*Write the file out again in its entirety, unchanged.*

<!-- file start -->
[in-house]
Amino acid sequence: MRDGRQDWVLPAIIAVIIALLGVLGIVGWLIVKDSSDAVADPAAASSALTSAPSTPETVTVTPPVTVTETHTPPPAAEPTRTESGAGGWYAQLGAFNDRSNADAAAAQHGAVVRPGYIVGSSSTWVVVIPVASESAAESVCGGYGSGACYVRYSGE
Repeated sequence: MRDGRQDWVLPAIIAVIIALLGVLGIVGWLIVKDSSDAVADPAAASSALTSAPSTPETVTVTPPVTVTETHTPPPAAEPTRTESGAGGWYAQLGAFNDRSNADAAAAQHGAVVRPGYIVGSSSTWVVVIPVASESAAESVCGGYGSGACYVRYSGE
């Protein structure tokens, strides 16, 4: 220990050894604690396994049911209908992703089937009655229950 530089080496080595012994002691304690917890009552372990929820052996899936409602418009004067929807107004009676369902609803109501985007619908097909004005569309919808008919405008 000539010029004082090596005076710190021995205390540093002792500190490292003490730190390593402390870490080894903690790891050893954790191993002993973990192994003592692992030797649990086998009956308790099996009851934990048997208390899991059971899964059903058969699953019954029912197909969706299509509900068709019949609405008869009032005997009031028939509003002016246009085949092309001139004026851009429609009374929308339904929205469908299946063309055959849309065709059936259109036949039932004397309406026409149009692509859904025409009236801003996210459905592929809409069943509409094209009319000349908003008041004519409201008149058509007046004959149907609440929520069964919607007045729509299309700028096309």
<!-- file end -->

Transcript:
[in-house]
Amino acid sequence: MRDGRQDWVLPAIIAVIIALLGVLGIVGWLIVKDSSDAVADPAAASSALTSAPSTPETVTVTPPVTVTETHTPPPAAEPTRTESGAGGWYAQLGAFNDRSNADAAAAQHGAVVRPGYIVGSSSTWVVVIPVASESAAESVCGGYGSGACYVRYSGE
Repeated sequence: MRDGRQDWVLPAIIAVIIALLGVLGIVGWLIVKDSSDAVADPAAASSALTSAPSTPETVTVTPPVTVTETHTPPPAAEPTRTESGAGGWYAQLGAFNDRSNADAAAAQHGAVVRPGYIVGSSSTWVVVIPVASESAAESVCGGYGSGACYVRYSGE
């Protein structure tokens, strides 16, 4: 220990050894604690396994049911209908992703089937009655229950 530089080496080595012994002691304690917890009552372990929820052996899936409602418009004067929807107004009676369902609803109501985007619908097909004005569309919808008919405008 000539010029004082090596005076710190021995205390540093002792500190490292003490730190390593402390870490080894903690790891050893954790191993002993973990192994003592692992030797649990086998009956308790099996009851934990048997208390899991059971899964059903058969699953019954029912197909969706299509509900068709019949609405008869009032005997009031028939509003002016246009085949092309001139004026851009429609009374929308339904929205469908299946063309055959849309065709059936259109036949039932004397309406026409149009692509859904025409009236801003996210459905592929809409069943509409094209009319000349908003008041004519409201008149058509007046004959149907609440929520069964919607007045729509299309700028096309």